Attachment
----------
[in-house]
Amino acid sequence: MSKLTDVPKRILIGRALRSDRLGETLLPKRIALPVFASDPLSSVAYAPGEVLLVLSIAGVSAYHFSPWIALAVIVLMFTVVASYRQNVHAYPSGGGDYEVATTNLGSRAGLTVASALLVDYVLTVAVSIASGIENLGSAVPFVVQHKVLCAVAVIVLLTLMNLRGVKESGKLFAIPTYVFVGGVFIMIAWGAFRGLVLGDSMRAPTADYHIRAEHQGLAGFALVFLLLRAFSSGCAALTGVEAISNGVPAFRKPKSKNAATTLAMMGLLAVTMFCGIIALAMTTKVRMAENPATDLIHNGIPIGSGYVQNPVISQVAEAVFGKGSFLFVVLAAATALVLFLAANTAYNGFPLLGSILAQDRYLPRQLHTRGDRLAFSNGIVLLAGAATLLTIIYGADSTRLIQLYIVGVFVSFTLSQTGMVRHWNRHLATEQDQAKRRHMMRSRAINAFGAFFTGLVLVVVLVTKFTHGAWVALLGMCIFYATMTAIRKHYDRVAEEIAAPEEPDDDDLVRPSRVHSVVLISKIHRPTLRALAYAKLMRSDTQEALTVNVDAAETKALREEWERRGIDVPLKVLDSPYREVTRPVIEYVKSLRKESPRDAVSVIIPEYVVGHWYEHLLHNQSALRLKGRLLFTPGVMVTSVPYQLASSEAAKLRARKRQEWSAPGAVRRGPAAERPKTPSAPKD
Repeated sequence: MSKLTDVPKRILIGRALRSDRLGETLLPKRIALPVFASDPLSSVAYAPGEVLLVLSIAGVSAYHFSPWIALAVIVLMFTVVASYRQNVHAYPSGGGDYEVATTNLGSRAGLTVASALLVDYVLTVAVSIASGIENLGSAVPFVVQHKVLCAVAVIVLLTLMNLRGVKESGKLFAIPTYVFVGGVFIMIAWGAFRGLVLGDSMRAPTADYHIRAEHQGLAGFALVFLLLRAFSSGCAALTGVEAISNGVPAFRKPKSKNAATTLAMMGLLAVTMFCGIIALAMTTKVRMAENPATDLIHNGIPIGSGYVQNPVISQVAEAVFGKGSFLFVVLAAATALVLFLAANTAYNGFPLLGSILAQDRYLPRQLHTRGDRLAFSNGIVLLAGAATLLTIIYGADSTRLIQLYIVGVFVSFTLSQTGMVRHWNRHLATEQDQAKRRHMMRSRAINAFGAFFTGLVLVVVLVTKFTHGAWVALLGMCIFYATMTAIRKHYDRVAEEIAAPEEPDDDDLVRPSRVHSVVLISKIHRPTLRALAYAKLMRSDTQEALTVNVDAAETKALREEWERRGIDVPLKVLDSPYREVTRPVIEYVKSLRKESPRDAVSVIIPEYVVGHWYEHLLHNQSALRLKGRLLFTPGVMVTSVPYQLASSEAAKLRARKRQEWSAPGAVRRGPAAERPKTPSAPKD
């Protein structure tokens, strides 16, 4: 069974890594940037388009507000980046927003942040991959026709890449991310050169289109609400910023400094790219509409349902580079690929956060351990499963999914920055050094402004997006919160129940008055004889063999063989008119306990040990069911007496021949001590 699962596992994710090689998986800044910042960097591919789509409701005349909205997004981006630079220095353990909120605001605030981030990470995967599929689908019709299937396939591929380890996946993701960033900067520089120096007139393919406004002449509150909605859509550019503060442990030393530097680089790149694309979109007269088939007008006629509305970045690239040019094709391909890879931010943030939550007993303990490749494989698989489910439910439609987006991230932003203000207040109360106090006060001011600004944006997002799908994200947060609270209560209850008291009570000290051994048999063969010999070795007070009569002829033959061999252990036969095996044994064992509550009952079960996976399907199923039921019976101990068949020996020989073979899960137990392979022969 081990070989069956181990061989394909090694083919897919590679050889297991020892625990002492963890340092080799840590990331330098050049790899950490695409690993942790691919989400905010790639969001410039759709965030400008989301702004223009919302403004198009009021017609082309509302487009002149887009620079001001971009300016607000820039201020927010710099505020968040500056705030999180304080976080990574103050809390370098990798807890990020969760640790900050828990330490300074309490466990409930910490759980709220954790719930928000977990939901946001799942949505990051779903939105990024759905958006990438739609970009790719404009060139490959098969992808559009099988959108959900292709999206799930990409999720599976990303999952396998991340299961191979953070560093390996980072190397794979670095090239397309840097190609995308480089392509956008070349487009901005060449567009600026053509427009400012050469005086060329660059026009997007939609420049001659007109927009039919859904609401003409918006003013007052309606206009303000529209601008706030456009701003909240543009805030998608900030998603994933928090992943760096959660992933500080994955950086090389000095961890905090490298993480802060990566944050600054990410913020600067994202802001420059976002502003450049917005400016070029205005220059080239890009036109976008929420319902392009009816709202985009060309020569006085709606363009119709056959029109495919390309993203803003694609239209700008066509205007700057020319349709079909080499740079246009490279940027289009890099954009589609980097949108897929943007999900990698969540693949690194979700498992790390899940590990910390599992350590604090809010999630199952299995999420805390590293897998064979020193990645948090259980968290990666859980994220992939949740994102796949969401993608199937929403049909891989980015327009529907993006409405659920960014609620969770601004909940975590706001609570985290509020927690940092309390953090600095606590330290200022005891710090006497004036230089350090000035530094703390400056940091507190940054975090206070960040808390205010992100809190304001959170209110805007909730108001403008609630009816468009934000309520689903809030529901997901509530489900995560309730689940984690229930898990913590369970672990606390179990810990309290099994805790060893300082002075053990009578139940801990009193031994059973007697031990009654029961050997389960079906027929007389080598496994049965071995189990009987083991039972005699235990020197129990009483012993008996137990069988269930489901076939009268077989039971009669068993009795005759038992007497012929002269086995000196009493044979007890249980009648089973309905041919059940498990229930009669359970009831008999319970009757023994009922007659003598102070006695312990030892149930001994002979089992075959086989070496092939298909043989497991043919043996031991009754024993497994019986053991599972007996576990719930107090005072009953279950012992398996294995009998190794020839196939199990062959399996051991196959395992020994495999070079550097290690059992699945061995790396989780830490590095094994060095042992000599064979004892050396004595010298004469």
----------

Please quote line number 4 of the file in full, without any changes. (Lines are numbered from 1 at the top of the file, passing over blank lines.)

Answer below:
């Protein structure tokens, strides 16, 4: 069974890594940037388009507000980046927003942040991959026709890449991310050169289109609400910023400094790219509409349902580079690929956060351990499963999914920055050094402004997006919160129940008055004889063999063989008119306990040990069911007496021949001590 699962596992994710090689998986800044910042960097591919789509409701005349909205997004981006630079220095353990909120605001605030981030990470995967599929689908019709299937396939591929380890996946993701960033900067520089120096007139393919406004002449509150909605859509550019503060442990030393530097680089790149694309979109007269088939007008006629509305970045690239040019094709391909890879931010943030939550007993303990490749494989698989489910439910439609987006991230932003203000207040109360106090006060001011600004944006997002799908994200947060609270209560209850008291009570000290051994048999063969010999070795007070009569002829033959061999252990036969095996044994064992509550009952079960996976399907199923039921019976101990068949020996020989073979899960137990392979022969 081990070989069956181990061989394909090694083919897919590679050889297991020892625990002492963890340092080799840590990331330098050049790899950490695409690993942790691919989400905010790639969001410039759709965030400008989301702004223009919302403004198009009021017609082309509302487009002149887009620079001001971009300016607000820039201020927010710099505020968040500056705030999180304080976080990574103050809390370098990798807890990020969760640790900050828990330490300074309490466990409930910490759980709220954790719930928000977990939901946001799942949505990051779903939105990024759905958006990438739609970009790719404009060139490959098969992808559009099988959108959900292709999206799930990409999720599976990303999952396998991340299961191979953070560093390996980072190397794979670095090239397309840097190609995308480089392509956008070349487009901005060449567009600026053509427009400012050469005086060329660059026009997007939609420049001659007109927009039919859904609401003409918006003013007052309606206009303000529209601008706030456009701003909240543009805030998608900030998603994933928090992943760096959660992933500080994955950086090389000095961890905090490298993480802060990566944050600054990410913020600067994202802001420059976002502003450049917005400016070029205005220059080239890009036109976008929420319902392009009816709202985009060309020569006085709606363009119709056959029109495919390309993203803003694609239209700008066509205007700057020319349709079909080499740079246009490279940027289009890099954009589609980097949108897929943007999900990698969540693949690194979700498992790390899940590990910390599992350590604090809010999630199952299995999420805390590293897998064979020193990645948090259980968290990666859980994220992939949740994102796949969401993608199937929403049909891989980015327009529907993006409405659920960014609620969770601004909940975590706001609570985290509020927690940092309390953090600095606590330290200022005891710090006497004036230089350090000035530094703390400056940091507190940054975090206070960040808390205010992100809190304001959170209110805007909730108001403008609630009816468009934000309520689903809030529901997901509530489900995560309730689940984690229930898990913590369970672990606390179990810990309290099994805790060893300082002075053990009578139940801990009193031994059973007697031990009654029961050997389960079906027929007389080598496994049965071995189990009987083991039972005699235990020197129990009483012993008996137990069988269930489901076939009268077989039971009669068993009795005759038992007497012929002269086995000196009493044979007890249980009648089973309905041919059940498990229930009669359970009831008999319970009757023994009922007659003598102070006695312990030892149930001994002979089992075959086989070496092939298909043989497991043919043996031991009754024993497994019986053991599972007996576990719930107090005072009953279950012992398996294995009998190794020839196939199990062959399996051991196959395992020994495999070079550097290690059992699945061995790396989780830490590095094994060095042992000599064979004892050396004595010298004469």